Each newsletter a faculty member shares a relevant article, dashboard, visualization or video. This newsletter's faculty pick is Dr. Patrick McDonald, Lecturer in the Higher Education Administration Department.
We are awash in data and it is everywhere. Full stop.
While in the past, companies and organizations might not have data on hand to analyze, now, it sometimes seems like we are drowning in it. This makes effective reporting and analysis all the more important. But once we have our hands on the data and analyze it, how do we push it out to our audience for them to consume it? What makes for a great data visualization? There are certainly a number of principles one should consider when designing a great visualization. They range from choosing the right dashboard (strategic, operational, tactical, etc.), to the right type of chart (line, bar, scatterplot, etc.), to providing context, consistency, and interactivity. The list goes on and on.
The most important principle in my opinion? Always remember who your audience is.
Many times individuals who develop dashboards lose thought of who they are developing the visualization for. Developers can sometimes get too focused on wanting to make the visualization, whether it be a dashboard, an infographic, etc., overly complicated and flashy to the extent it diminishes the effectiveness of the visualization. Visualizations should be kept as simple as possible and tailored to the audience.With that said that also does not mean that we should throw creativity and aesthetics out the window. We should always be looking to strike the delicate balance between function and form.
DALL·E 2 is a new AI system that can create realistic images and art from a description in natural language.
Open AI introduced DALL-E in 2021. An AI system that could generate images from text. in 2022 DALL-E-2 was released which produces images that are higher resolution, and has new capabilities like inpainting and the ability to create variations on an input image.
DALL-E-2 is not publicly available on the Open AP API but you can join their waitlist using the button below.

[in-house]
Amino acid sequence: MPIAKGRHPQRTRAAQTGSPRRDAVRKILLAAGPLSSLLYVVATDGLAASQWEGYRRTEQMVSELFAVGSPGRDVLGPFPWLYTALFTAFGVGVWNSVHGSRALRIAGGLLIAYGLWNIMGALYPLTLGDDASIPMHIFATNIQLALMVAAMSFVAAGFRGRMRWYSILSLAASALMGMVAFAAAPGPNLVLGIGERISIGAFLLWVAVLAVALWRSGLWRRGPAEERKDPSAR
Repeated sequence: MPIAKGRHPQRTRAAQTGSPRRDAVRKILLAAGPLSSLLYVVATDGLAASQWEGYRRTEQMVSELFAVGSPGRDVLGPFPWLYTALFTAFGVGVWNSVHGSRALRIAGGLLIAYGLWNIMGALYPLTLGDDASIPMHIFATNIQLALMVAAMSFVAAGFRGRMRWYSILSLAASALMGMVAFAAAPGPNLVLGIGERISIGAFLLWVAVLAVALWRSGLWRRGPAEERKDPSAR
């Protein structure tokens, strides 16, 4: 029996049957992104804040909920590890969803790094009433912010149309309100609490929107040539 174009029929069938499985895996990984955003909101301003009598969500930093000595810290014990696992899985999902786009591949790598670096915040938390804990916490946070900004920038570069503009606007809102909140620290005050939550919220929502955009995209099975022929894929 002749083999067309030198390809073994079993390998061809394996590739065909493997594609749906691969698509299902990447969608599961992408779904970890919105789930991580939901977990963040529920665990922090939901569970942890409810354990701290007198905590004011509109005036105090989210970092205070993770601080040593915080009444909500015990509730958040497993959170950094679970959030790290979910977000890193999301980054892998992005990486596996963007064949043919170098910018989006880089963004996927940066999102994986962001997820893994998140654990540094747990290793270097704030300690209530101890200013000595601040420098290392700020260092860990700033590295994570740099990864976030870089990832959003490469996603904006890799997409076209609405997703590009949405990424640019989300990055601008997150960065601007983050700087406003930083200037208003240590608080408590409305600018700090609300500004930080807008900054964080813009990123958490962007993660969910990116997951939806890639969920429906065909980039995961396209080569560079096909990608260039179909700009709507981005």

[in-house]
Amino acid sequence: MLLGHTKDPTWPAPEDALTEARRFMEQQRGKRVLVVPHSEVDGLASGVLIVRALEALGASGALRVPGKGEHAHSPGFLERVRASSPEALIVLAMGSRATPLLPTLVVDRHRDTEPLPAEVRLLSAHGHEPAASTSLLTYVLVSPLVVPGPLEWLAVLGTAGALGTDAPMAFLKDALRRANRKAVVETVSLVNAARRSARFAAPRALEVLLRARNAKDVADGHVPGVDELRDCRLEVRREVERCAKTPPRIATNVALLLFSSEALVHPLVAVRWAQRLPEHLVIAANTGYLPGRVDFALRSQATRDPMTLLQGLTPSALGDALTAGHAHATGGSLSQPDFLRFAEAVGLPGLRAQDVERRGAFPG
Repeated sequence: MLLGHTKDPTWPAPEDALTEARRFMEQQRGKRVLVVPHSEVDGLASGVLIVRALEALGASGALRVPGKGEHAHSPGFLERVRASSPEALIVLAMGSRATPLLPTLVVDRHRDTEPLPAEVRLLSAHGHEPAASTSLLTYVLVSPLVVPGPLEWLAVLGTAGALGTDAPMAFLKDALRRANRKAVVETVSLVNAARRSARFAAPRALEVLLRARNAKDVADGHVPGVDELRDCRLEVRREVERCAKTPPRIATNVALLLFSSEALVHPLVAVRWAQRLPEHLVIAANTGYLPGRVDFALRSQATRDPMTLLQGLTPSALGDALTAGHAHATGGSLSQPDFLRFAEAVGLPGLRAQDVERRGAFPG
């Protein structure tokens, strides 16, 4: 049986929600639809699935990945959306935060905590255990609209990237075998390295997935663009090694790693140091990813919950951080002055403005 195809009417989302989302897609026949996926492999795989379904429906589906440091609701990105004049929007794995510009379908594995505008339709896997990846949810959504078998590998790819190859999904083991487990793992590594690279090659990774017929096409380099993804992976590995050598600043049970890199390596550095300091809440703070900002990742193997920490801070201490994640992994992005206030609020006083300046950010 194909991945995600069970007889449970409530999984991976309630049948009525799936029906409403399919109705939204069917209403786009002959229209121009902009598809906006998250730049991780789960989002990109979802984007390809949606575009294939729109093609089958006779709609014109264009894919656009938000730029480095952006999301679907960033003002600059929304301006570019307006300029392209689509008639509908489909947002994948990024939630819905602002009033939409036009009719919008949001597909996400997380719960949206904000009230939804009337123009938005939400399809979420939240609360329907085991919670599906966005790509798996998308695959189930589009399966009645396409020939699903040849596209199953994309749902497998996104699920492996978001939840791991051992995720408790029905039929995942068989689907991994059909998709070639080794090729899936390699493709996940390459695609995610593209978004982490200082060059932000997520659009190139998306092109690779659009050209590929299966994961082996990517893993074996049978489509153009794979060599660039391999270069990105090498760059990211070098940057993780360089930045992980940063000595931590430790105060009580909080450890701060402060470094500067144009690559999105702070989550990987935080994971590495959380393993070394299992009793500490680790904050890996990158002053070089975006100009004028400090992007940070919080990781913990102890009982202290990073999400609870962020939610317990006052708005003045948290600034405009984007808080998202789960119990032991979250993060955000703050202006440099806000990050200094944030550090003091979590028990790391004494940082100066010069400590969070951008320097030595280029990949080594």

Julia is a Business intelligence reporting analyst for Partners Federal Credit Union. Where she uses SQL, Tableau, SSRS, and excel to creates dashboards and reports which allows the business to make informed decisions.
Career Summary: My career started within PACM with my internship with the Walt Disney company. After my internship ended I returned to Buffalo to finish my masters. I then went to Merchants Insurance company as a data analyst. After that I returned to the Walt Disney company to work as a business intelligence analyst for their credit union (Partners).
Proudest Accomplishment: Finding a career that I love. Being able to go to work each day and enjoying what you do. Being a data analyst gives me a lot of fulfillment and flexibility.
How did your experience in PACM help you find your first job?: I would say the SAS classes were a huge help as my internship utilized SAS. The Markov chains class gave me a wonderful project to reference when I was interviewing. Any of the regression classes, I used regression techniques in multiple projects. The business classes I took also prepared me for the professional side of my career. How to interview, resume building and the importance of networking.
What was your favorite part of program?: The people I met and the skills I learned along the way.
DSA and PACM alumni, if you are interested in sharing information for a profile please complete this survey.
Blake Lemoine, a senior software engineer in Google’s Responsible A.I. organization, thinks that Google’s artificially intelligent chatbot generator is sentient, Google disagrees. "It doesn’t matter whether they have a brain made of meat in their head. Or if they have a billion lines of code. I talk to them. And I hear what they have to say, and that is how I decide what is and isn’t a person.” is what Lemoine had to say about the AI.
Lemoine is currently on leave for violating Google’s confidentiality policy. Read the whole article from the Washington Post.
On June 21st Microsoft said that they plan to remove facial analysis features that can identify a person's age, gender. and emotional state to ensure that they will not be used in harmful ways. Microsoft had developed a “Responsible AI Standard” and has decided to phase out usage of this software to the general public to ensure that people do not misuse these tools.
Read the whole article from the New York Times.
Buffalo State Data Talk
Check out the most recent episode of Buffalo State Data Talk. Episode 20: Data insights and action, an interview with Sunita Menon a Global Data Ambassador for a Top Professional Services Firm
In this episode Sunita Menon, a Global Data Ambassador for a top professional Services Firm, talks about the importance of remembering the goal of gaining insights from data is to take action.